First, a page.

Me126852xico City At a distance I had crossed my fingers and hoped that the latest scheming right-wing video-scam on the pimp-prostitute theme that had brought down ACORN in the end, would only scuff up Planned Parenthood, be a one-day wonder in the press cycle, and go its way into the dustbin of history. Writing about this when it first broke, I was afraid it was stage managing for a Congressional defunding assault, given the hardcore opposition by some of the anti-abortion anti-women caucus in Congress, but I was still shocked to read Erik Eckholm, a good reporter on the Times on-line and see how far this assault has managed to move.

Not surprisingly, Cecile Richards, a talented organizer with huge political skills, as head of Planned Parenthood has mounted what seems to be an aggressive counterattack to hold their support in the U.S. Senate, and that’s the job that needs to be done to weather this storm, but it’s not enough, because they should not be left to wage the fight to defend themselves alone. That’s one of the indisputable lessons of the ACORN take down. If the right is allowed to isolate the target of the attack or ghettoize it within its own network and support system, the death knell is already sounding. We need to all be Planned Parenthood and all stand up and stand together in support.

This should not be hard to figure out at this point. If you attack the largest organization of low income families and cripple its service arms, like the ACORN Housing Corporation and the other independent affiliates and corporations within its family on funding denials, then maybe you are able to push them into the abyss. Arguably, Planned Parenthood with a $1.1 Billion budget and $75 M in federal funds to protect low-income women is the legacy of the power of the women’s movement and its largest and deepest service delivery arm for women nationally and in the states. The right is counting on the fact that poor people didn’t have enough political power – or allies – to protect ACORN and they are betting that the women’s movement is also dissipated, diluted, and divided and doesn’t have enough political and grassroots strength to protect Planned Parenthood, especially for services to lower income women.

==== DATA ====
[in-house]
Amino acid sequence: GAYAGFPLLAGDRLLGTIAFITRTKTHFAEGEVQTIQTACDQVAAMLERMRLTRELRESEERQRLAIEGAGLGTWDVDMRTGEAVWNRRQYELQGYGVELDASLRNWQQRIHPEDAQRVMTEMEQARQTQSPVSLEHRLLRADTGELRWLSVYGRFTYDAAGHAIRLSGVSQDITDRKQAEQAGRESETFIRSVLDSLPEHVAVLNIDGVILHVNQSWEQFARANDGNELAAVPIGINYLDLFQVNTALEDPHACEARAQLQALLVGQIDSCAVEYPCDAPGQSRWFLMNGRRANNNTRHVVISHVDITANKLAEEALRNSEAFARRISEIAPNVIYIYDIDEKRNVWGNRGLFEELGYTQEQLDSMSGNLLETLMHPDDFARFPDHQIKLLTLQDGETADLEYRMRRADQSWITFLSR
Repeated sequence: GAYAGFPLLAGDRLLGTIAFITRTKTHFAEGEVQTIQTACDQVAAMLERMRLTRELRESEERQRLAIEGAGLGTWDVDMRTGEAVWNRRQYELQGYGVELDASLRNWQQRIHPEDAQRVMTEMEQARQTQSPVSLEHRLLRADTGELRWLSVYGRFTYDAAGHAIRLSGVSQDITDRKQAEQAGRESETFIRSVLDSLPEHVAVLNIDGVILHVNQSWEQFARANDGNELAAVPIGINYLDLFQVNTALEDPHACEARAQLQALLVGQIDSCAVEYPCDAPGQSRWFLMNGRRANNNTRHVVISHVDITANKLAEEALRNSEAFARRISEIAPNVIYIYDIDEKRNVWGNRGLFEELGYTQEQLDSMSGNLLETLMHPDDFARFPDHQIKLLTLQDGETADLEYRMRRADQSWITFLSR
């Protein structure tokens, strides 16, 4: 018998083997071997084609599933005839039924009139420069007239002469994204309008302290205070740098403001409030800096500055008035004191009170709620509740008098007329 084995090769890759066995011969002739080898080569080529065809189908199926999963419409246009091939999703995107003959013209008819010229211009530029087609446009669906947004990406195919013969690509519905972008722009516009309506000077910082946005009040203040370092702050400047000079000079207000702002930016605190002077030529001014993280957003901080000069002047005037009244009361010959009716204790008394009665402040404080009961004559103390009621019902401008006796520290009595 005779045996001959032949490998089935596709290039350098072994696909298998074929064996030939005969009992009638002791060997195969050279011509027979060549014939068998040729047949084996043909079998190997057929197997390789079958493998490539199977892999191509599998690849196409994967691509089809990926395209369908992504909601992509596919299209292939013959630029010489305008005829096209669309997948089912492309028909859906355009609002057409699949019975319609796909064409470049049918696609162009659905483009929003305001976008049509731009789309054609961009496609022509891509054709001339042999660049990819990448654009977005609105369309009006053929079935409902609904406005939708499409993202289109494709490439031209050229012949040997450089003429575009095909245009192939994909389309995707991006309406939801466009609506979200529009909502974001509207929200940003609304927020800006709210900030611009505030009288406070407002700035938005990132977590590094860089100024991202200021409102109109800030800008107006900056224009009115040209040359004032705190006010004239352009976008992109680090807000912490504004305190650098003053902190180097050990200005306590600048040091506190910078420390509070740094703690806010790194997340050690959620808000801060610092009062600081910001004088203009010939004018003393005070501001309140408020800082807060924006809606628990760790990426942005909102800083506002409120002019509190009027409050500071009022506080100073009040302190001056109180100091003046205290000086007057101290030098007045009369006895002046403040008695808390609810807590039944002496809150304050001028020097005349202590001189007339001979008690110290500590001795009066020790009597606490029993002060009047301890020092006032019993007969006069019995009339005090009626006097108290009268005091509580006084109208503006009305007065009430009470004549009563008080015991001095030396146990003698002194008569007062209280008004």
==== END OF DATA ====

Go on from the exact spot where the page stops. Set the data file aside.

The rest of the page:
Given the success of maintaining an unconstitutional bill of attainder against ACORN in the courts thus far, the right is talking with impunity of amending any funding bills to specifically deny federal monies to Planned Parenthood and its affiliates. Friends and foes liked to blame ACORN for bringing its own problems on itself in a classic “blaming the victim” maneuver. No organization is perfect, especially not a large organization. Perfection cannot be allowed to be the standard for political life and resource support. Planned Parenthood is not perfect either. Who cares? No one should. If there are mistakes, they will be corrected. We have bad police, but we don’t eliminate police forces. We have bad soldiers, but we don’t disband our armies. We have bad politicians but we don’t abandon democracy, we reform the process, debate in the open, and vote.

There are a million issues desperately grabbing at our attention these days, so Planned Parenthood will have trouble competing for the attention that it deserves, but we have to finally draw the line here and all stand together, men and women with whatever we have and in anyway possible to support Planned Parenthood. This strategy and its tactics have to be stopped!